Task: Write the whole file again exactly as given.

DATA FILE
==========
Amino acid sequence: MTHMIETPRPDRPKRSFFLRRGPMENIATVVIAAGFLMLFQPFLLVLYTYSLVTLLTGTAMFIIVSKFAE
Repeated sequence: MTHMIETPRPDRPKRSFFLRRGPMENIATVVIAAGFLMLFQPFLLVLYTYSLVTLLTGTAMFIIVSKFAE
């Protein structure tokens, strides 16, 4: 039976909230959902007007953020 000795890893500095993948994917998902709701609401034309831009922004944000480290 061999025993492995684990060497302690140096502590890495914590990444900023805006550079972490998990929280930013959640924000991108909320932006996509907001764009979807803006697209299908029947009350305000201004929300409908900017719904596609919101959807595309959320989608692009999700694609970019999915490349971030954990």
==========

Amino acid sequence: MTHMIETPRPDRPKRSFFLRRGPMENIATVVIAAGFLMLFQPFLLVLYTYSLVTLLTGTAMFIIVSKFAE
Repeated sequence: MTHMIETPRPDRPKRSFFLRRGPMENIATVVIAAGFLMLFQPFLLVLYTYSLVTLLTGTAMFIIVSKFAE
């Protein structure tokens, strides 16, 4: 039976909230959902007007953020 000795890893500095993948994917998902709701609401034309831009922004944000480290 061999025993492995684990060497302690140096502590890495914590990444900023805006550079972490998990929280930013959640924000991108909320932006996509907001764009979807803006697209299908029947009350305000201004929300409908900017719904596609919101959807595309959320989608692009999700694609970019999915490349971030954990």